Everything you need to know about Patti Harrison’s plastic surgery endeavors, notably Botox injections, facelift, and lip fillers. Have a look at the Together Together star’s before and after changes.
Born on 31st October 1990, Patti Harrison is an actress and comedian from the United States. Before acting in the 2021 feature Together Together, she gained notoriety for her bit part as Ruthie in the comedy series Shrill. In 2019, Variety named the actress one of the “10 Comics to Watch.”
Lately, Patti Harrison is the subject of plastic surgery speculations on social media. Did she make surgical enhancements? Let’s discuss.
Patti Harrison Before Plastic Surgery – Did She Go Under the Knife?
Patti Harrison before and after alleged plastic surgery.
Image Source: Weight & Skin
The latest appearance of Patti Harrison as the star of Together Together (2021) has prompted speculations of plastic surgery as many fans are keen on checking out pictures of her before she went under the knife.
Here’s the thing. Patti has never addressed her alleged cosmetic enhancements. In fact, she’s rarely ever spoken openly concerning her looks. Therefore, the entire conjecture is merely created by viewers.
Having said this, we’re quite positive Harrison has indeed performed plastic surgery. Our experts at Weight & Skin reckon she’s had Botox injections, facelift surgery, and lip fillers.
Patti Harrison Has Had Enough of Hollywood’s Trans Tropes
According to Patti Harrison, it’s imperative for Hollywood to drop the conventional when it comes to casting.
Harrison plays Anna in the latest comedy film Together Together, in which she attempts to become a surrogate mother for a single guy named Matt (Ed Helms).
It’s the type of role she’d like to do more frequently as a transgender actress. She also hopes that her emotional and entertaining portrayal conveys the message to Hollywood.
Harrison told the Advocate,
It seems so simple to me. Just let people act and go up for roles, and stop pigeonholing people.
Harrison has acted in a number of films, including A Simple Favor (2018) and Shrill (2019-21), as well as voice roles in Big Mouth (2017) and Disney’s Raya and the Last Dragon (2021).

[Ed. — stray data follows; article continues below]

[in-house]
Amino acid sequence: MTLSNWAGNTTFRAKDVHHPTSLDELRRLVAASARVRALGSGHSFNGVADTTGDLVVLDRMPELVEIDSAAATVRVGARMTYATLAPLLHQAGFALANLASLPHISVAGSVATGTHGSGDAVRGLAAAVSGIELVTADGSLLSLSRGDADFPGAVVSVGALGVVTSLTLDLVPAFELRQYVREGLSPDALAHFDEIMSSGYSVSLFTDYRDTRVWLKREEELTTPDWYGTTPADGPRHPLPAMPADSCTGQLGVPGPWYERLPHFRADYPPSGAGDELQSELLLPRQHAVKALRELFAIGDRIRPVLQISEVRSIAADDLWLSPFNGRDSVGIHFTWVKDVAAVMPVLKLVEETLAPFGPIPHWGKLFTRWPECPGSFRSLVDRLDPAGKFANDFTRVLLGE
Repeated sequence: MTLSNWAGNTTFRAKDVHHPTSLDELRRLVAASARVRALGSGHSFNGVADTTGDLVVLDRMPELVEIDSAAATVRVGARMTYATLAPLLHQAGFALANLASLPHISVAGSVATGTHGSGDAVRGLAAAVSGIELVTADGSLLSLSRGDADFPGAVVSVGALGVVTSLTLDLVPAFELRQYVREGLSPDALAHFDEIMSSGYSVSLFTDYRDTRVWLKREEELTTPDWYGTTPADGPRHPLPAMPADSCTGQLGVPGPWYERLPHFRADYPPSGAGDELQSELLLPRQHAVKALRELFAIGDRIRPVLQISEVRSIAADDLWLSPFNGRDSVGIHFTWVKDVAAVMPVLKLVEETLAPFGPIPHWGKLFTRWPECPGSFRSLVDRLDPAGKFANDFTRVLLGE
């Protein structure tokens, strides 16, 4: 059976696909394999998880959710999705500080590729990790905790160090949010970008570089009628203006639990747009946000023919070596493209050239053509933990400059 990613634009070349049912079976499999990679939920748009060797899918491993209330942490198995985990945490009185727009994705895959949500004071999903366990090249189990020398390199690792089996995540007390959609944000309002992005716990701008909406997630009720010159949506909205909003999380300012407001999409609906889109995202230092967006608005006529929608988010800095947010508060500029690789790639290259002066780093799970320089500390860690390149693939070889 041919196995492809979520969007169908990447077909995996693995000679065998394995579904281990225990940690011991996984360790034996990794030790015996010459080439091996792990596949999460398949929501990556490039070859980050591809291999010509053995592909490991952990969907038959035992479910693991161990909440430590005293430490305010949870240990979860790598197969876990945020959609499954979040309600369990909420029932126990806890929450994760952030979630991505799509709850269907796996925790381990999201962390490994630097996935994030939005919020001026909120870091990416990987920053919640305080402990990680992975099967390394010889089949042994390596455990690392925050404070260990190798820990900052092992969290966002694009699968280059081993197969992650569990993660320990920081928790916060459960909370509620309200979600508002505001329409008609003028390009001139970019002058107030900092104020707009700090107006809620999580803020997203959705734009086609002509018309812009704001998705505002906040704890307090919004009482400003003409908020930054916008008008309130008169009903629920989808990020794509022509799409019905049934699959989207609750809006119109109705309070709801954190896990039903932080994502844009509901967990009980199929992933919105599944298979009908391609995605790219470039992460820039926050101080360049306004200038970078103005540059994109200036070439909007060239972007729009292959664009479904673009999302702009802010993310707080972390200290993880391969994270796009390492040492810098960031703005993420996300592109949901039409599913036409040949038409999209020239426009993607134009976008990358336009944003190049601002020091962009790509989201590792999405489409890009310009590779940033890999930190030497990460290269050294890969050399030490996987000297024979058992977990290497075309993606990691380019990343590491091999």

The screenplays that generally come across Harrison’s desk, on the other hand, are mainly about a “down-on-her-luck trans sex worker” who defies the anguish of familial abandonment to become a “brave ‘yas queen’ girl boss.”
When people only see you as [your marginalized identity], you’re not getting the same opportunities.
Harrison was first apprehensive to play Anna due to the “optics” that a trans woman playing someone wanting to conceive could be “too on the nose.”
But, after all, when she pondered what she wanted in a role, she said she wanted to play a person “outside of my transness” — similar to how cisgender performers are allowed to play a wide range of people from many walks of life without fear of being judged.
Watch: TOGETHER TOGETHER | Official Trailer | Bleecker Street
Upon accepting the role, she reasoned:
I want to be in a movie that has a good script like this. This is a sweet story, I love it, so I’m just gonna do it.
I think that in and of itself is political agency and political power … within an industry that is so hell-bent on typecasting and stereotyping people.
Furthermore, Harrison pointed out that trans characters don’t always change the equation forward, especially if trans voices aren’t included in their development.
Not all representation is good representation. I would argue a lot of the marginalized representation in TV and media is off, because a lot of the gatekeepers are white straight cis people who mean well and they think meaning well is enough, and it’s not. It is not enough to me. You have to authentically incorporate people who have this experience if you want to tell their stories and make money off of it.
Furthermore, Hollywood’s marketing of transness might limit transgender performers’ possibilities if their gender identity is regularly a major point. Harrison explained she is in an industry that is striving to discover a process that could make money off it.
Harrison thinks that the industry will get to the stage where trans actors will be able to audition for roles that aren’t explicitly transgender without causing a stir.
If that character is played by a trans actor, you don’t have to shoehorn an explanation for it in the script. You can just let that actor play the character as written.
She’s resentful and cynical about the entertainment world, Harrison admitted but added that Together Together was a breath of fresh air for her as a performer.
She reckons things appear to be moving in the right direction, at least for the time being. But we gotta wait and see!